Calligraphy and Faux Calligraphy

Hello, readers!!!!

The last post was just an introduction and welcome post.  This post is going to be more fun.  You probably already know what I am going to be talking about by the title.  Yes, you guessed right.  This post is about calligraphy.  If you are a beginner and want to get into calligraphy, then this post is for you.

Have you ever wondered what calligraphy is?  I used to, but I quickly learned the answer was very simple.  Calligraphy is just hand written art done by using a writing utensil: such as a pen with a nib and others.  A good way to practice calligraphy inexpensively is by practicing something called faux calligraphy, another type of calligraphy.

Faux calligraphy is when you use the same techniques of calligraphy and apply them without an actual calligraphy utensil, so you can use any writing utensil you prefer such as a pencil, a pen, or a marker.  With faux calligraphy, I think it is very important to keep your downstrokes consistent (the same width).

The main focuses of both calligraphy and faux calligraphy are the strokes or lines.  When you hear someone say they write calligraphy, they are basically telling you that the lines that make up the letters alternate in thickness.  The most important part of the thick strokes used in calligraphy is that they are created on the down stroke.  The down stroke is crucial.  However, with faux calligraphy, it takes more time to color in the thick (down) strokes; some people don’t even fill in the down strokes, and you don’t have to fill them in as long as they are there.

When I practice faux calligraphy, I struggle with consistency a lot, but practicing faux calligraphy helps to reiterate the tools and tips of calligraphy because it forces you to know when and where to apply the rules, which in my opinion, is great for beginners and excellent for practice.

There are many calligraphy practice methods out there, but I prefer drills.  A drill is a technique that calls for writing or creating basic strokes over and over again.  Some don’t even do strokes.  Some calligraphers practice words over and over again instead of just practicing the strokes.  I don’t think it matters which method you use as long as it works for you.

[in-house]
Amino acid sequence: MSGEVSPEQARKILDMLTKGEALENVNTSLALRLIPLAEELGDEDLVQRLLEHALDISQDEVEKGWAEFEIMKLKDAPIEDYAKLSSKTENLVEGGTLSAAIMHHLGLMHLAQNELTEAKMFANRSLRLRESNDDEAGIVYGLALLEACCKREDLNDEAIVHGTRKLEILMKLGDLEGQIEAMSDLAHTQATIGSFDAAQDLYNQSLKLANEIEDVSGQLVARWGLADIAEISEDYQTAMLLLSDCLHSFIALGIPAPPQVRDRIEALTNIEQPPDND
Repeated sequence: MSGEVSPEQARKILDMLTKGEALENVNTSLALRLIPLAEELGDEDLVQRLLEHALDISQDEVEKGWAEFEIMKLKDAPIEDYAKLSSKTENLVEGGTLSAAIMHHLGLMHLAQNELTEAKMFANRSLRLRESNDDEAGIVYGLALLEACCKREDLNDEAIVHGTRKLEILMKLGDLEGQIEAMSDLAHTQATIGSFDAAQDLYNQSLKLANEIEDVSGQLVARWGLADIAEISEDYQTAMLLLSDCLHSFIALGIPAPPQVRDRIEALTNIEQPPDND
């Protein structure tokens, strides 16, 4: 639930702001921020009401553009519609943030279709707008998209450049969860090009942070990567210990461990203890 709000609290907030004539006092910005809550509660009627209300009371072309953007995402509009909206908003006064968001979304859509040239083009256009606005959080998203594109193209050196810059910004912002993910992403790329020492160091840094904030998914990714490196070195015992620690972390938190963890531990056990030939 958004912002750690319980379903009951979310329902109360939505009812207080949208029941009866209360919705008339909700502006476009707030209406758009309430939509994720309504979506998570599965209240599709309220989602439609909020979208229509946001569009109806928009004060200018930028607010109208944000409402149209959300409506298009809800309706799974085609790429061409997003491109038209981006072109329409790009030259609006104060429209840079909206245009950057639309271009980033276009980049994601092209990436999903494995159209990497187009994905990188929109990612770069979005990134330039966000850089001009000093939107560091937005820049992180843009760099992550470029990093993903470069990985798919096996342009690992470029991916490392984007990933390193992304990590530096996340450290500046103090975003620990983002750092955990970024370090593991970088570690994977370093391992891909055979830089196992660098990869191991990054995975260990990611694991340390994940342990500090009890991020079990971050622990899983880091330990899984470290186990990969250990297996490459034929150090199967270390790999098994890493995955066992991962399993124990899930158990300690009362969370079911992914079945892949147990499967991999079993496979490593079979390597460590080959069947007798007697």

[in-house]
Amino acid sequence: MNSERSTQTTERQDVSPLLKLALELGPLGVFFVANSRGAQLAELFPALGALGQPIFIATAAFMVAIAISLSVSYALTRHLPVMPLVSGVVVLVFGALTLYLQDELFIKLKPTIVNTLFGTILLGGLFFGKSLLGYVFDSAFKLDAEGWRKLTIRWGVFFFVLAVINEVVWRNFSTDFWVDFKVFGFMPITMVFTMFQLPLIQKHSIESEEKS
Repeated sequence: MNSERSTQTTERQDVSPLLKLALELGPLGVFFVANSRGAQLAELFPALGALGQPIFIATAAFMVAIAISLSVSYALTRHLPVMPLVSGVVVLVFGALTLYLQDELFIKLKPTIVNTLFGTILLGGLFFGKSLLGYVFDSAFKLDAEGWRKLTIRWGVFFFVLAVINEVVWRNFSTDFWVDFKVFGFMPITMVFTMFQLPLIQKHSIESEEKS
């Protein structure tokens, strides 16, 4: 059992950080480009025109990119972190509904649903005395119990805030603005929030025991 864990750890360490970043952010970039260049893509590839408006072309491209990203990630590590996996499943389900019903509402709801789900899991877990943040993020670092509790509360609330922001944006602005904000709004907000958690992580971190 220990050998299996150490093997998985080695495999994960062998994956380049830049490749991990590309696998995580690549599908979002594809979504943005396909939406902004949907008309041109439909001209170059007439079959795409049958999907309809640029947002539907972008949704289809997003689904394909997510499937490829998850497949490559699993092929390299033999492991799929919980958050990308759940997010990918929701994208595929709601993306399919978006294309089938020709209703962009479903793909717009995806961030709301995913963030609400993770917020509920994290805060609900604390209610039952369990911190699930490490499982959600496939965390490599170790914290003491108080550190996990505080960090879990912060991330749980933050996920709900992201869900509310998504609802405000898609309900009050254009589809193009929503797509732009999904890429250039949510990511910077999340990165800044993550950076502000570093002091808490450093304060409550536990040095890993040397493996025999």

For example, in the pictures below, you can see that I am practicing letters, words, and strokes.  I also show you the different thicknesses.  All I used was a number two pencil, which you can probably find around the house.  If you pay close attention, you can see that there are thin and thick strokes (lines), some of them unfilled.  The thin strokes are performed by dragging or pulling or pushing your writing utensil upward, and the down strokes are performed by pulling your writing utensil downward.  It is important to create thickness on the downstrokes because it will more than likely feel most natural.   Do what feels right to you.

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faux calligraphy

 

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calligraphy practice

 

I have not been doing calligraphy or faux calligraphy for very long, a few months maybe.  However, I’ve noticed that I really enjoy doing it in my spare time.  If calligraphy is something you are interested in trying, don’t hesitate.   For inspiration and practice purposes, I would suggest browsing YouTube, Instagram, Pinterest, Tumblr, or Facebook.  Many good calligraphers have said that you do not need to have pretty handwriting or pretty cursive to do calligraphy.  Try out calligraphy or even faux calligraphy, and see how you like it.  Maybe with a little practice and determination, you can even do calligraphy as a profession.

I hope this post helped you.  See you in the next one!!!

Below are some links from my favorite calligraphers from YouTube.  I even threw in a left-handed calligrapher for my left-handed readers.

If you’re interested in what tools to use, click the links below.